A controversy is brewing that may have important implications for all women and efforts to reduce the deaths caused by breast cancer. CNN recently reported on the breast cancer prevention issue which may have implications on Illinois medical malpractice lawsuits.
Over the past two decades as the problems of breast cancer become clearer, a clarion call was made urging all women to get annual mammograms to better detect the cancer at earlier stages. The plea was made especially strong to all women who were over 40 years old, as they seemed the most likely to benefit from the yearly test.
However, new guidelines are now suggesting that there may be little benefit in the test for women in their 40s. This has led to a decrease in use of the test and public outrage by cancer prevention groups who argue that more women will ultimately suffer because of the decrease in testing.
The controversial guidelines were issued in November of 2009 by the U.S. Preventative Task Force, a federal medical advisory board. Instead the group recommended mammograms every two years for women aged 50 – 74. In fact the group argues that the denser tissue in younger women lead to many false positives following mammograms, creating much anxiety over unnecessary biopsies.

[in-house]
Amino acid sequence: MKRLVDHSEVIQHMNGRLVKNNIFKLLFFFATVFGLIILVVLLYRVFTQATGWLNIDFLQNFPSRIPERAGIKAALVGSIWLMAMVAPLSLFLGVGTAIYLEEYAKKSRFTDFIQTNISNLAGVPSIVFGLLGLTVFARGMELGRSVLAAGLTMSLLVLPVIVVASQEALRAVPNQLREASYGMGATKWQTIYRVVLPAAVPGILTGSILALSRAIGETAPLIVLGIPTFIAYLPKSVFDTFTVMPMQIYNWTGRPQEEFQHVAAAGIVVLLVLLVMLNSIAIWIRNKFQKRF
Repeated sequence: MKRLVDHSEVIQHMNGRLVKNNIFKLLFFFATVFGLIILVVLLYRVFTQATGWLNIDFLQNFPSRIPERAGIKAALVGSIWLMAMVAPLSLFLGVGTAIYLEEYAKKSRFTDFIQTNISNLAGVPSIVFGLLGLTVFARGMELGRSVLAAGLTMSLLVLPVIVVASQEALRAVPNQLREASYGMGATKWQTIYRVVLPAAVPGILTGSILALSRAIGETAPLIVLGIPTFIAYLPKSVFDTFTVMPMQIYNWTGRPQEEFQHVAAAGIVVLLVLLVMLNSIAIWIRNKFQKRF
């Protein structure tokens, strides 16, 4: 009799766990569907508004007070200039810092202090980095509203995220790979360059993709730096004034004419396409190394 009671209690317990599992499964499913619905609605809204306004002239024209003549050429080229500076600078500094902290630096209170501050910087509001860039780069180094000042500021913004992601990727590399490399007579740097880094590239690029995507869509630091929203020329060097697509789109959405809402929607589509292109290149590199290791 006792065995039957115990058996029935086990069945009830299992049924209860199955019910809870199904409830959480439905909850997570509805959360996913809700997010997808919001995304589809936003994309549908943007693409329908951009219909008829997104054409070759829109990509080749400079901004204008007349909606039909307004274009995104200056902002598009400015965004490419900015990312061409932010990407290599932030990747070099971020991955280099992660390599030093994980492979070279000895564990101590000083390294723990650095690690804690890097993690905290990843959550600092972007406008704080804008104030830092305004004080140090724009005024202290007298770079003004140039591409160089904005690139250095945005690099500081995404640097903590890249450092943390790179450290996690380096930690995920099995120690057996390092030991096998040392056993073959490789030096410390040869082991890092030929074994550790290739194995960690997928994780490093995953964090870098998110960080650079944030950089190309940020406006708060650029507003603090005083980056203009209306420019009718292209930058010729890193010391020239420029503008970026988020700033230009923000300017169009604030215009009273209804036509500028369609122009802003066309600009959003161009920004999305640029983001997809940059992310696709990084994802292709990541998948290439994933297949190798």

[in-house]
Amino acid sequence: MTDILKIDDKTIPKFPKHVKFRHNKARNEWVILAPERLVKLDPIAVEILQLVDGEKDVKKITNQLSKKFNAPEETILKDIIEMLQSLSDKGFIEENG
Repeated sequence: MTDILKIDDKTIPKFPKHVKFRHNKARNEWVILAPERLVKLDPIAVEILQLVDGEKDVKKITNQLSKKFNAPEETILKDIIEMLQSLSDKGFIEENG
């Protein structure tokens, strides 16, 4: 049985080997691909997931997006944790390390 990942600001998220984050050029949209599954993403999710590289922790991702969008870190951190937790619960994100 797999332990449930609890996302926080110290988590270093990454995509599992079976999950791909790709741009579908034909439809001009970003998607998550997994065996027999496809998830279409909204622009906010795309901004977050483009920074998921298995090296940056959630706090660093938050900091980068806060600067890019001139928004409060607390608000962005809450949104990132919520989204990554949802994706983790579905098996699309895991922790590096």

Other cancer advocate and survivor groups disagree. They note that while it may be easier to detect breast cancer in older women, the chance of detection in younger woman increases the chance the cancer will be detected at an earlier, more treatable stage.
One of those advocates explained, “I haven’t met many patients who don’t appreciate us being thorough, to trying to find cancers at an early stage. I would still recommend screening mammograms starting at age of 40.”
Our Chicago medical malpractice lawyers at Levin & Perconti understand that there remains much disagreement over recommended testing practices. However, we have also seen the effects of missed and delayed diagnosis-lives are literally lost every day because of these errors. We strongly encourage all patients who believe that their physicians should have detected a serious illness sooner to contact our office and share your story.
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